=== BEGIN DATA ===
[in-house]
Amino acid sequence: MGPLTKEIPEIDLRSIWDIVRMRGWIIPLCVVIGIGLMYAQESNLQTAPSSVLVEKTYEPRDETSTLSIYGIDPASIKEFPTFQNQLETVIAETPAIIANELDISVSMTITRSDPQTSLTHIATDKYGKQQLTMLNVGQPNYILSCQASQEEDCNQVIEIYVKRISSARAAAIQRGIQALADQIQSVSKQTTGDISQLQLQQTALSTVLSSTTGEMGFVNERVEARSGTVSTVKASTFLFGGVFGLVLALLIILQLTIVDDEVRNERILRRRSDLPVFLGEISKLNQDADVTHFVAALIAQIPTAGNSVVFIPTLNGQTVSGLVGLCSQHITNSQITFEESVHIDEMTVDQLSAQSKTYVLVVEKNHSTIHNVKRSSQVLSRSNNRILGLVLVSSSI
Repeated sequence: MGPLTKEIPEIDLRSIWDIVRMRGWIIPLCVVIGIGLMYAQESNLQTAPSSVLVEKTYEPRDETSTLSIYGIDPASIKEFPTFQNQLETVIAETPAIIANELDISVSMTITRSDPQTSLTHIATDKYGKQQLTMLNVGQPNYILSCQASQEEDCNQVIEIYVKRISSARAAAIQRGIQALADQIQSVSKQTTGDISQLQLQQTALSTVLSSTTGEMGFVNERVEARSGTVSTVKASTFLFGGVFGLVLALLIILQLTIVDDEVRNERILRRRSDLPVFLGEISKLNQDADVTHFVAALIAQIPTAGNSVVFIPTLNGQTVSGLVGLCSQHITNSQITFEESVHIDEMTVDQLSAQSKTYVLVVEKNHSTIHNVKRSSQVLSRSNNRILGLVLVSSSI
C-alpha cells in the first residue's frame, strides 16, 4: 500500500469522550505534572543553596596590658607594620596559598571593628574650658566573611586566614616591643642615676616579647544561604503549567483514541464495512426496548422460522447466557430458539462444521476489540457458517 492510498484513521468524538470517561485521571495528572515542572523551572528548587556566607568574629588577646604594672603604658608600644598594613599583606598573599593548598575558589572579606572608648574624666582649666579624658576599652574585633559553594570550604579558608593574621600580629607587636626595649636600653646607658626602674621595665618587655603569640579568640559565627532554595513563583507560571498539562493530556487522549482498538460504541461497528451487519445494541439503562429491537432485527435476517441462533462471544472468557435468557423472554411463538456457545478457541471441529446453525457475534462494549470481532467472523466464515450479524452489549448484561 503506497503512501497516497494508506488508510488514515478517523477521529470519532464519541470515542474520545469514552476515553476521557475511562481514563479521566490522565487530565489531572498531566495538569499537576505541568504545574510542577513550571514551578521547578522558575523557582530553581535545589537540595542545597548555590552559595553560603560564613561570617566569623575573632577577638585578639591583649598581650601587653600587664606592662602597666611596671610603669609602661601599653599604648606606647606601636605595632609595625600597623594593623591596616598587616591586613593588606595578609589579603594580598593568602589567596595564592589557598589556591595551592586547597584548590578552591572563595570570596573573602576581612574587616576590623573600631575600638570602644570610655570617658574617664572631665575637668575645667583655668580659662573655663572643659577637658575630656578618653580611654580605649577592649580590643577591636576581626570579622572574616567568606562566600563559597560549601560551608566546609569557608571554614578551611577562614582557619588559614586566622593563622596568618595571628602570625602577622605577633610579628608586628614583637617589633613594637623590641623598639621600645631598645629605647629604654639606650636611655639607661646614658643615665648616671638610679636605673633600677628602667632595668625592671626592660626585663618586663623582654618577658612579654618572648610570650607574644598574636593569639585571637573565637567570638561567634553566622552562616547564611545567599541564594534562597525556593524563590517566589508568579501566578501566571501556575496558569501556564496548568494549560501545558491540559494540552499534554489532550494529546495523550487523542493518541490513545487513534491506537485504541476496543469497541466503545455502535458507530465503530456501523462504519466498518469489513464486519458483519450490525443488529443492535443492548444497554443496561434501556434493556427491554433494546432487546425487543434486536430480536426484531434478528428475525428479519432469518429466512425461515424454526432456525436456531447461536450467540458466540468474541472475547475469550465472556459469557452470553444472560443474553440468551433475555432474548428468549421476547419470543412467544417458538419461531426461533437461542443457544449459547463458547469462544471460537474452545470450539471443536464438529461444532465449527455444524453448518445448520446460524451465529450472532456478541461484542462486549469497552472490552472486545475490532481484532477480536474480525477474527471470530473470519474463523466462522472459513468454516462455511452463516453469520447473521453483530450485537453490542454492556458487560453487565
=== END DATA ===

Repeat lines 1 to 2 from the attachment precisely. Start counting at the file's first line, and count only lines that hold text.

[in-house]
Amino acid sequence: MGPLTKEIPEIDLRSIWDIVRMRGWIIPLCVVIGIGLMYAQESNLQTAPSSVLVEKTYEPRDETSTLSIYGIDPASIKEFPTFQNQLETVIAETPAIIANELDISVSMTITRSDPQTSLTHIATDKYGKQQLTMLNVGQPNYILSCQASQEEDCNQVIEIYVKRISSARAAAIQRGIQALADQIQSVSKQTTGDISQLQLQQTALSTVLSSTTGEMGFVNERVEARSGTVSTVKASTFLFGGVFGLVLALLIILQLTIVDDEVRNERILRRRSDLPVFLGEISKLNQDADVTHFVAALIAQIPTAGNSVVFIPTLNGQTVSGLVGLCSQHITNSQITFEESVHIDEMTVDQLSAQSKTYVLVVEKNHSTIHNVKRSSQVLSRSNNRILGLVLVSSSI